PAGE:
Once the Zafara was settled, Hyren inserted the plug into a corresponding socket on his bracer. He fisted his hand, pointed his arm up at a window halfway to the top, and fired. From the cylinder shot a thin, black rope, a weave of artificial nanofibers developed by Sloth’s techs to withstand far more in stress than a Mutant Grundo’s weight. The “bud” bloomed into three prongs as it sailed into the air, and when it reached the first window it caught on the rim and stuck.
“Proprietary Virtupets alloy,” Hyren said, fat raindrops spattering on his visor and streaming down into his mouth. “It digs into stone like wood.” He gave a couple of firm tugs on the cable to make sure it had caught, and then he let out a grunt, kicked off, and began walking up the wall, the rope collecting back into its container as he went. Thunder rumbled somewhere in the distance.
The window was far too narrow for even Blynn to slip in while wearing her pack. Hyren hoisted himself up onto it, lodging one foot in the sill and gripping the edge with his free hand. “One more time,” he said, leaning out and shooting the grappling hook at the substantially larger window near the very top of the tower. He grinned when the prongs landed and the green dot in his HUD moved. She was okay.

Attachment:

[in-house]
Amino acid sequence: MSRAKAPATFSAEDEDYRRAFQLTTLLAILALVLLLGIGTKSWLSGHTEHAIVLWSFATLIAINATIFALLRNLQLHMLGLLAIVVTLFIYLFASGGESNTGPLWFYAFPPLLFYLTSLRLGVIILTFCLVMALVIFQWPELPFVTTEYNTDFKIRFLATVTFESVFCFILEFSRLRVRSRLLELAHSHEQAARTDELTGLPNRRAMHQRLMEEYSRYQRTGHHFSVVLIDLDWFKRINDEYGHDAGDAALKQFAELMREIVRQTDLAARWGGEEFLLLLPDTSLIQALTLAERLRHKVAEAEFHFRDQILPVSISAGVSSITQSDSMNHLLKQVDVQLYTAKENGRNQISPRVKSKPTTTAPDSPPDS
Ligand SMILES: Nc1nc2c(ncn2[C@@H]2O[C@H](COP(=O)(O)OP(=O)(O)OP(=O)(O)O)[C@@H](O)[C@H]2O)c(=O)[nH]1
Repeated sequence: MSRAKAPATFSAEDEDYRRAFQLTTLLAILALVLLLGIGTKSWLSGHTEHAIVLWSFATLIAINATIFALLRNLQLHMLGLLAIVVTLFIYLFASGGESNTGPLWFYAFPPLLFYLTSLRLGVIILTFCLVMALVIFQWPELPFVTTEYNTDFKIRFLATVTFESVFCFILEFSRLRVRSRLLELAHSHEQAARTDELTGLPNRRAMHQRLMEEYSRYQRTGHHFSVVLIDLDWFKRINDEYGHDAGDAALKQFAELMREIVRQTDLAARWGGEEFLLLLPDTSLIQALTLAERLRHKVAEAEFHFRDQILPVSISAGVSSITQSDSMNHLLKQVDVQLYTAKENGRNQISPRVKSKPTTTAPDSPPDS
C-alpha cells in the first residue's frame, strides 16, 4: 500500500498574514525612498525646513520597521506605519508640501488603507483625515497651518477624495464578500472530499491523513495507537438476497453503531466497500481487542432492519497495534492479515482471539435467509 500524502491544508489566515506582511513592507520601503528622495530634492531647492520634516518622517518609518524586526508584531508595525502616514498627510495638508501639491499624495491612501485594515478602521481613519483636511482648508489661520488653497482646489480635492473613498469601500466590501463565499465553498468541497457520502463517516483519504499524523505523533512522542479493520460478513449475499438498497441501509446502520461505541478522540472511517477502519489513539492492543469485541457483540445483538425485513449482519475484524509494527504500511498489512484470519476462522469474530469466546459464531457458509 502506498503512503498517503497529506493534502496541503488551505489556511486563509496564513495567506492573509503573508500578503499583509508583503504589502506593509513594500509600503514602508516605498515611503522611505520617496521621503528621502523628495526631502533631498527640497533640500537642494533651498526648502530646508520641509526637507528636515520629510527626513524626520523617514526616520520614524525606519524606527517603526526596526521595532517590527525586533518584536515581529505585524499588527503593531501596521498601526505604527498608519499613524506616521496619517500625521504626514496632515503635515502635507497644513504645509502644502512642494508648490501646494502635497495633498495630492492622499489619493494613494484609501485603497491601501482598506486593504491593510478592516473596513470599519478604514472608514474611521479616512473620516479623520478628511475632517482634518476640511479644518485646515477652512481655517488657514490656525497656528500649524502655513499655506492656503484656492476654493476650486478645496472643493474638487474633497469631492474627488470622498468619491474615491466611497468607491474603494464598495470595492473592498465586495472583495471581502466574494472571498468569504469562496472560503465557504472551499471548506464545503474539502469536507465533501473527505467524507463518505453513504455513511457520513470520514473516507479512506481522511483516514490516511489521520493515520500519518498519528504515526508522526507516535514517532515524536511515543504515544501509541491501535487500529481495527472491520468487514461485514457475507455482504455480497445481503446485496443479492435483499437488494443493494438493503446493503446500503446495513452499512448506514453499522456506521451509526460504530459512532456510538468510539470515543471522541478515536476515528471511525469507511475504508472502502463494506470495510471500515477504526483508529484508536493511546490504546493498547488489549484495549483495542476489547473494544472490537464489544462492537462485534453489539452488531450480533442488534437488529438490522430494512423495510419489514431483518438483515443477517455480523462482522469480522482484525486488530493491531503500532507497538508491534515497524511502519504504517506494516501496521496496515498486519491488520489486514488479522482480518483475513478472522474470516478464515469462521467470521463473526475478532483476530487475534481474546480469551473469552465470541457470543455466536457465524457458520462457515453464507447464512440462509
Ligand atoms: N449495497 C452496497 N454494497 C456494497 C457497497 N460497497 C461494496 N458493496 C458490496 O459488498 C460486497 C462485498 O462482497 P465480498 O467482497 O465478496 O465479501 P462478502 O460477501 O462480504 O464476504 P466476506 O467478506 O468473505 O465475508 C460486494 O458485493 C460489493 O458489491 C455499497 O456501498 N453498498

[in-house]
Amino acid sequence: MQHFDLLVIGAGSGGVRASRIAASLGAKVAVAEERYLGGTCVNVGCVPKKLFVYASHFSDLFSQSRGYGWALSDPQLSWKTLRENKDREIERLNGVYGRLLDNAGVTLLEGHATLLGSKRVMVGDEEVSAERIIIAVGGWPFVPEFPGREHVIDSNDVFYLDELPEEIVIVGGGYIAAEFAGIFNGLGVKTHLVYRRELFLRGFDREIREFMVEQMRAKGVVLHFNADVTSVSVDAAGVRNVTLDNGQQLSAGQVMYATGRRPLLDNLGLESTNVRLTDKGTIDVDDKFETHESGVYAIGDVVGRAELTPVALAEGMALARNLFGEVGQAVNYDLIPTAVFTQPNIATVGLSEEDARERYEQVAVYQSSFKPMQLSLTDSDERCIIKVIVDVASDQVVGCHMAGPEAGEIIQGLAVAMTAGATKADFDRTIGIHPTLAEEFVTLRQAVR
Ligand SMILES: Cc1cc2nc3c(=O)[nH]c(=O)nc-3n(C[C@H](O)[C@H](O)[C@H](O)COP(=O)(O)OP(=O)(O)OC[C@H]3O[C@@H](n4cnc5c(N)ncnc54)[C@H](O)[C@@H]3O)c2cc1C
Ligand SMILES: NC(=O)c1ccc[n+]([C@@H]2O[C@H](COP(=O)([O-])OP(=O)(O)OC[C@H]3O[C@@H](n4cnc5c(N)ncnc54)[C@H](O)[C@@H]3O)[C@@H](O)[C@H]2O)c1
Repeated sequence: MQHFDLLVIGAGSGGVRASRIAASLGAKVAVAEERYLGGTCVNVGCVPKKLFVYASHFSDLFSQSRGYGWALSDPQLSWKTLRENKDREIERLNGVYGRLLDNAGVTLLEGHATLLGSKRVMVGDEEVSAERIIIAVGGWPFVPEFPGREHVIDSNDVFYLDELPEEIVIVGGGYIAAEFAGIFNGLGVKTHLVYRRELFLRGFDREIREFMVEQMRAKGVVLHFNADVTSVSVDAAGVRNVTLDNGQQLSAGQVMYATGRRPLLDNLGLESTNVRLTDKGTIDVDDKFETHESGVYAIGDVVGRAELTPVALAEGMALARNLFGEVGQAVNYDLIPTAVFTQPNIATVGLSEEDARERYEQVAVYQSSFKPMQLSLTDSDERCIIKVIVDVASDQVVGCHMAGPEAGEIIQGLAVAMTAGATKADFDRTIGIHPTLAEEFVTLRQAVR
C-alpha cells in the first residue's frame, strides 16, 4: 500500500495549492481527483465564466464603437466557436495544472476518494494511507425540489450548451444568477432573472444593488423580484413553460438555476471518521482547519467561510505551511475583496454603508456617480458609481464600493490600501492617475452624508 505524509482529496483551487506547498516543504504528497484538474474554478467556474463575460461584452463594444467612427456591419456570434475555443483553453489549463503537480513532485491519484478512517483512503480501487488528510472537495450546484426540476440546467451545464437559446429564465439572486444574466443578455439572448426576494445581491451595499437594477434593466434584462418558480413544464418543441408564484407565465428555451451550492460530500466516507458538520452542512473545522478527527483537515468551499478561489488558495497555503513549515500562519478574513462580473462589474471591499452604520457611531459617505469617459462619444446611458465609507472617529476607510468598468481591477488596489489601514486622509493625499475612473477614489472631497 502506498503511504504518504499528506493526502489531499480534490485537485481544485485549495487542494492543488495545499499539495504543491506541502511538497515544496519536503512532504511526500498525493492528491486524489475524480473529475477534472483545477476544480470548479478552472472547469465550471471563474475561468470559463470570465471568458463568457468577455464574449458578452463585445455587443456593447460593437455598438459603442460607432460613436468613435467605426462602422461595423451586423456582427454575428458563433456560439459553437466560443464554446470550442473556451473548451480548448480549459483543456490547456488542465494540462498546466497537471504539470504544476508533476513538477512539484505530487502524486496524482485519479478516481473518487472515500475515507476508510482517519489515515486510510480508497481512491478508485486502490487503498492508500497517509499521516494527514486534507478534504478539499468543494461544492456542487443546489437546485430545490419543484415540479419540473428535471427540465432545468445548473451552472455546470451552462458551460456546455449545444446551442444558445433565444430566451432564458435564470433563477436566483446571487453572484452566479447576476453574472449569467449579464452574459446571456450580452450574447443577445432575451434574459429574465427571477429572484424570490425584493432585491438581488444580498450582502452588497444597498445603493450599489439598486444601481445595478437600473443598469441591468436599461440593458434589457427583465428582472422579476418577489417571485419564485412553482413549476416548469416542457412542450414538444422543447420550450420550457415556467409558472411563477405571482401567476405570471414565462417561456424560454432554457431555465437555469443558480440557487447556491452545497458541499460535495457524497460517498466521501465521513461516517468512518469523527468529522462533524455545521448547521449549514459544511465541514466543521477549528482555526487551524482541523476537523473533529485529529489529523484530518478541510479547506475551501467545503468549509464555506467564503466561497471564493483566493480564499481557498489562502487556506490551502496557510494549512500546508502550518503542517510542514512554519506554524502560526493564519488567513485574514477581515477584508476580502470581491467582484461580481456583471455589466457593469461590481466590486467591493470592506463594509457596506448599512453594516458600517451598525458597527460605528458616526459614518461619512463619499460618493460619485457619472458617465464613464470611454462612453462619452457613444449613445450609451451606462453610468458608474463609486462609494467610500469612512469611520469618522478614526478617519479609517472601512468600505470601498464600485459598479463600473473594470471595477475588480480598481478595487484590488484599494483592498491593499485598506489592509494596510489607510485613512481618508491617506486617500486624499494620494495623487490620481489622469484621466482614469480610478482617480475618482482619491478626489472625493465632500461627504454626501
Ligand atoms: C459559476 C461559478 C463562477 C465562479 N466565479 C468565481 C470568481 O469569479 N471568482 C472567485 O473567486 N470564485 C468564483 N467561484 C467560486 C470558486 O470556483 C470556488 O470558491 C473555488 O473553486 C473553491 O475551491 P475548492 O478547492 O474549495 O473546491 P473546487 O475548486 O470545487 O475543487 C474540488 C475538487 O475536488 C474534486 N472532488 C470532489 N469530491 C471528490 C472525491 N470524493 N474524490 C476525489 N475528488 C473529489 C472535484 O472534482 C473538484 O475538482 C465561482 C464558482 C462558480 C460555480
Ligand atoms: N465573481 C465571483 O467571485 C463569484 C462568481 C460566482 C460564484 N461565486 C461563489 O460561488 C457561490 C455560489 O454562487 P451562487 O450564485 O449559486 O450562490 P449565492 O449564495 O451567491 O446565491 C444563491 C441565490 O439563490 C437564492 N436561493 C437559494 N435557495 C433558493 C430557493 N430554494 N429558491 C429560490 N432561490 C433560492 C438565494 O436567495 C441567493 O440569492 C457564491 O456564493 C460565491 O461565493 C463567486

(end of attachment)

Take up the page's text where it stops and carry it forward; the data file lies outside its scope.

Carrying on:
While they climbed, Hyren glanced below and his stomach tightened. A few Werelupes appeared to be dispersing from the great hall. He bit his lip and walked faster.
Before the commander could get a hand on the rim of the window, Blynn leaped off of his shoulder, vaulting over the stone and letting out a cry of relief.
“Blynn!” Terra’s voice held the same sentiment.
Hyren peeked his head over the edge to see the owner and Neopet wrapped in a tight embrace. Terra knelt on the stone floor of a small, barren room, clutching the Zafara to her chest like Blynn was water in a desert. “The ghosts didn’t get you!” the girl said. Her cheeks were wet with fresh tears.